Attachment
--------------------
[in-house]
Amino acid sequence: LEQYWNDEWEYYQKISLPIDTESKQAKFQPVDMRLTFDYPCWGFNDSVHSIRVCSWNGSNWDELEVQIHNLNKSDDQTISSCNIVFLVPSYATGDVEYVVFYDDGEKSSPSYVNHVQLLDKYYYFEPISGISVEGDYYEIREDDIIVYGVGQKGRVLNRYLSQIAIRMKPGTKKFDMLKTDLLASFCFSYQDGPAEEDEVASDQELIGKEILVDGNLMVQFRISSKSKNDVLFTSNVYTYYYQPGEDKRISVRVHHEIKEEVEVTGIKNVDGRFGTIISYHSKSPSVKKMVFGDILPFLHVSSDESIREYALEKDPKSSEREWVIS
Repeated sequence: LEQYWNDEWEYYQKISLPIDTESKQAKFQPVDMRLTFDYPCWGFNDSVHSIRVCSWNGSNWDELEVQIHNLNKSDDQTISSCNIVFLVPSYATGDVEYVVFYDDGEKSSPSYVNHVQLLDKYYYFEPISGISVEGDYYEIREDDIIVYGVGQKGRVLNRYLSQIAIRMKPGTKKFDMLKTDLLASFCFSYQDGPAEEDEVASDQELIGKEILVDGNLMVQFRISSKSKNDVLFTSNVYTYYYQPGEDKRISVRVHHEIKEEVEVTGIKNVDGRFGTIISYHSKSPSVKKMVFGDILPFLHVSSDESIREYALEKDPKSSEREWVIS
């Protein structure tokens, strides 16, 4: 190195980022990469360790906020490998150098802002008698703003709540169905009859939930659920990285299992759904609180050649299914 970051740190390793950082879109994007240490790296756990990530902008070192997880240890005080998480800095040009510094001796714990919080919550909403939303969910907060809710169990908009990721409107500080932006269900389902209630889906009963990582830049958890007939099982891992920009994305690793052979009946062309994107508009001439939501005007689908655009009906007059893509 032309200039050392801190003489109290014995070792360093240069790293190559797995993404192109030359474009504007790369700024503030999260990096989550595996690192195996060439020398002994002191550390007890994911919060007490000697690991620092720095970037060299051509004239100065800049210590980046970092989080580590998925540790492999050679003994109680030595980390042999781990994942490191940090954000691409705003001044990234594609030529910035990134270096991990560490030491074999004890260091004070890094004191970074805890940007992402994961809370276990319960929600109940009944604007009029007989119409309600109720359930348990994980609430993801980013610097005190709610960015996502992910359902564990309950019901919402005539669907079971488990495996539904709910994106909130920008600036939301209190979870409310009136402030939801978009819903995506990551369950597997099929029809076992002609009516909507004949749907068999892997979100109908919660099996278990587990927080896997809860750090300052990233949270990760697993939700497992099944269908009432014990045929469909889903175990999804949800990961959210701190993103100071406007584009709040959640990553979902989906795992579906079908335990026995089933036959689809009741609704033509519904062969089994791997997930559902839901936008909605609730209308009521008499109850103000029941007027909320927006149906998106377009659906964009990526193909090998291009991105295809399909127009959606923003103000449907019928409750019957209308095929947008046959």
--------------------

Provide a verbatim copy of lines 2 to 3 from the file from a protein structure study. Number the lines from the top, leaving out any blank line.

Amino acid sequence: LEQYWNDEWEYYQKISLPIDTESKQAKFQPVDMRLTFDYPCWGFNDSVHSIRVCSWNGSNWDELEVQIHNLNKSDDQTISSCNIVFLVPSYATGDVEYVVFYDDGEKSSPSYVNHVQLLDKYYYFEPISGISVEGDYYEIREDDIIVYGVGQKGRVLNRYLSQIAIRMKPGTKKFDMLKTDLLASFCFSYQDGPAEEDEVASDQELIGKEILVDGNLMVQFRISSKSKNDVLFTSNVYTYYYQPGEDKRISVRVHHEIKEEVEVTGIKNVDGRFGTIISYHSKSPSVKKMVFGDILPFLHVSSDESIREYALEKDPKSSEREWVIS
Repeated sequence: LEQYWNDEWEYYQKISLPIDTESKQAKFQPVDMRLTFDYPCWGFNDSVHSIRVCSWNGSNWDELEVQIHNLNKSDDQTISSCNIVFLVPSYATGDVEYVVFYDDGEKSSPSYVNHVQLLDKYYYFEPISGISVEGDYYEIREDDIIVYGVGQKGRVLNRYLSQIAIRMKPGTKKFDMLKTDLLASFCFSYQDGPAEEDEVASDQELIGKEILVDGNLMVQFRISSKSKNDVLFTSNVYTYYYQPGEDKRISVRVHHEIKEEVEVTGIKNVDGRFGTIISYHSKSPSVKKMVFGDILPFLHVSSDESIREYALEKDPKSSEREWVIS